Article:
It’s no secret that we’re big fans of outdoor apparel brand Patagonia. An emphasis on people and planet over profit has always been at the core of the company’s philosophy – from its early years when founder Yvon Chouinard began selling climbing gear out of the back of his car to its current incarnation as a much-loved international brand. We hosted Social and Environmental Responsibility Manager Wendy Savage at our Brisbane Fashion Revolution Day event back in April, and we recently caught up with her to find out more about Patagonia’s groundbreaking sustainability initiatives and why brand collaboration is key for the future of ethical production…
What is your background and where did your passion for corporate social responsibility come from?
When I went to school, corporate social responsibility (CSR) did not exist. I studied Sociology and then went on to do a masters in International Business but always knowing that I wanted a job that can help make a difference. I stumbled into CSR by chance and it became my calling. I got to mix my passion for business with my goal to have a job that made a difference somehow. The first 10 years of my career in CSR I worked at a consulting company helping brands set up their CSR programs and educating suppliers on social and environmental responsibility. Part of our job requirement and training was auditing, so I audited factories in many countries and a variety of industries. This field experience helped us all understand the issues and create realistic solutions that could actually be implemented within the supply chain or within a brand. Three years ago I was fortunate to join Patagonia and now manage our global Social Compliance and Traceability supply chain program. I now get to see the real positive impact a brand can have on the environment and the workers making its products.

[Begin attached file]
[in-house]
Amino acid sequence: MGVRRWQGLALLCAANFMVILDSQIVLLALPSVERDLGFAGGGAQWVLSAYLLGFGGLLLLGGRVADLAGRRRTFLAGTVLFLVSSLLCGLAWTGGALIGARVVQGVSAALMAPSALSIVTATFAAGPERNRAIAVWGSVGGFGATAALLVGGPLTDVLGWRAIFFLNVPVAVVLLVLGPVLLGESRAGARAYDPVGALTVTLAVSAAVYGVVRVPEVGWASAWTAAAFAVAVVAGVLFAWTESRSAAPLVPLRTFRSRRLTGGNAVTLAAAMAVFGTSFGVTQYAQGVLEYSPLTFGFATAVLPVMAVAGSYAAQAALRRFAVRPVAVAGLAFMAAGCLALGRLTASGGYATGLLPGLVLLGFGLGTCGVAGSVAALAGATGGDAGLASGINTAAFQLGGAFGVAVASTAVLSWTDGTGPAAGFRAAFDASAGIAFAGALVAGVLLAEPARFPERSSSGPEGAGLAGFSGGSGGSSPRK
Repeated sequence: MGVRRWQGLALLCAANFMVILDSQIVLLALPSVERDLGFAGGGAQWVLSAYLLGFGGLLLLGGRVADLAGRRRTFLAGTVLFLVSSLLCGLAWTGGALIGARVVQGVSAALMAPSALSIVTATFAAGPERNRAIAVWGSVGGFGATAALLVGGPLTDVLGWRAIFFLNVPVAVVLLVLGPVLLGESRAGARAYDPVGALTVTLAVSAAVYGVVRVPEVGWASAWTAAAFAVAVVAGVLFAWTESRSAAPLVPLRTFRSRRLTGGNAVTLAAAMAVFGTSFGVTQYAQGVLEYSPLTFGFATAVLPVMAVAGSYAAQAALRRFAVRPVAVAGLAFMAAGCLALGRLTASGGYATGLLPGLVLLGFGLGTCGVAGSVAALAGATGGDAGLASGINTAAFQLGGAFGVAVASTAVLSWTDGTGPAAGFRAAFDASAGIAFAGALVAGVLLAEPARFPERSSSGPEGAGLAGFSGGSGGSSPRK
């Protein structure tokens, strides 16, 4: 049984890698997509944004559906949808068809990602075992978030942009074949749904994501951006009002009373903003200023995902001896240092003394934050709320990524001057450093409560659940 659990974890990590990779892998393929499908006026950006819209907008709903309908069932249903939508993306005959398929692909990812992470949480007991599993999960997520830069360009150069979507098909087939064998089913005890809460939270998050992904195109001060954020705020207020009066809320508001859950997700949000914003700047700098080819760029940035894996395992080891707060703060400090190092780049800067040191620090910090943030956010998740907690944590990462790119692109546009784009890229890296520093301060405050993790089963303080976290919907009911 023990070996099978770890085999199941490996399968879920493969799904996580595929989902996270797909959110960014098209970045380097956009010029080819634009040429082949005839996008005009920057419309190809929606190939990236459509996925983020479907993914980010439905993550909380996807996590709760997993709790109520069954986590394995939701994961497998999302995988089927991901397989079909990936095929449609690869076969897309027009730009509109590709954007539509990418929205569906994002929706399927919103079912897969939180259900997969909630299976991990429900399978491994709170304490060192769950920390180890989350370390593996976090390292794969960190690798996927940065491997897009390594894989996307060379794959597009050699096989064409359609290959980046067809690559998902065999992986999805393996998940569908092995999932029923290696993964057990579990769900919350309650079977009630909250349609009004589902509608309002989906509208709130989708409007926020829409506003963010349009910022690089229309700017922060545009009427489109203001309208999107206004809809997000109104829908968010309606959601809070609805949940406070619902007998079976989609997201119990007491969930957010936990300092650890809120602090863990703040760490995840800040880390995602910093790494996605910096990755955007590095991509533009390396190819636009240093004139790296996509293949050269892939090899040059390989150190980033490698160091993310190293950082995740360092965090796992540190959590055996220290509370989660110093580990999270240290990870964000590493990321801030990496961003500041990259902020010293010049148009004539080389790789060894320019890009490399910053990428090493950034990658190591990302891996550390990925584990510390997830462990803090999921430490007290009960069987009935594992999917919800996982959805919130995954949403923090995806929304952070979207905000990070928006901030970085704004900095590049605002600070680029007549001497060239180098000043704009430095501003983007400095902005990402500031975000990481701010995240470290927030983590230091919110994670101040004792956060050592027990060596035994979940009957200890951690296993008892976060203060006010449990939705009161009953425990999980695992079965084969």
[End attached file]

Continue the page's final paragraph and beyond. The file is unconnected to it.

Wendy Savage (centre) with Kelley and Bec from Peppermint.
What are some of the key areas where Patagonia are leading the way in terms of ethics and sustainability?
In our over 40-year journey we’ve been able to take bold steps towards implementing practices that others thought impossible. The determination and vision of Yvon Chouinard, the founder and owner of Patagonia, inspires us every day not to be afraid to make bold decisions. Three recent initiatives that we hope others will follow are our Worn Wear initiative, our switch to 100% Traceable Down and our Fair Trade program.
Worn Wear: Quality is at the heart of sustainability, and with Worn Wear we want to educate consumers that by only buying what they need they can make a huge environmental impact. Focusing on quality, we have been able make the best and most durable products in the market – products that you can wear for a lifetime and hopefully then pass on to your children. Products that can be repaired and given a new life.
Traceable Down: With our Traceable Down initiative, we went to great lengths to fully map our supply chain and ensure no bird was left behind. We traced our down all the way to the parent bird farm and banned practices of force feeding and live plucking of the birds. In Autumn 2014 we turned all our down products to only traceable down. This was a very proud moment for us, one that others thought impossible. It took us time and a lot of work, but we made it happen.
Fair Trade: Through this program we pay a premium for our products, and this premium goes directly to a workers’ account. The program benefits all workers at the factory where our Fair Trade products are made and they decide what to do with the money. Sometimes they decide to do community projects, other times they may decide to take it as a cash bonus. Either way, this program is helping us reach the workers directly and it is our medium-term strategy in our journey towards fair wages.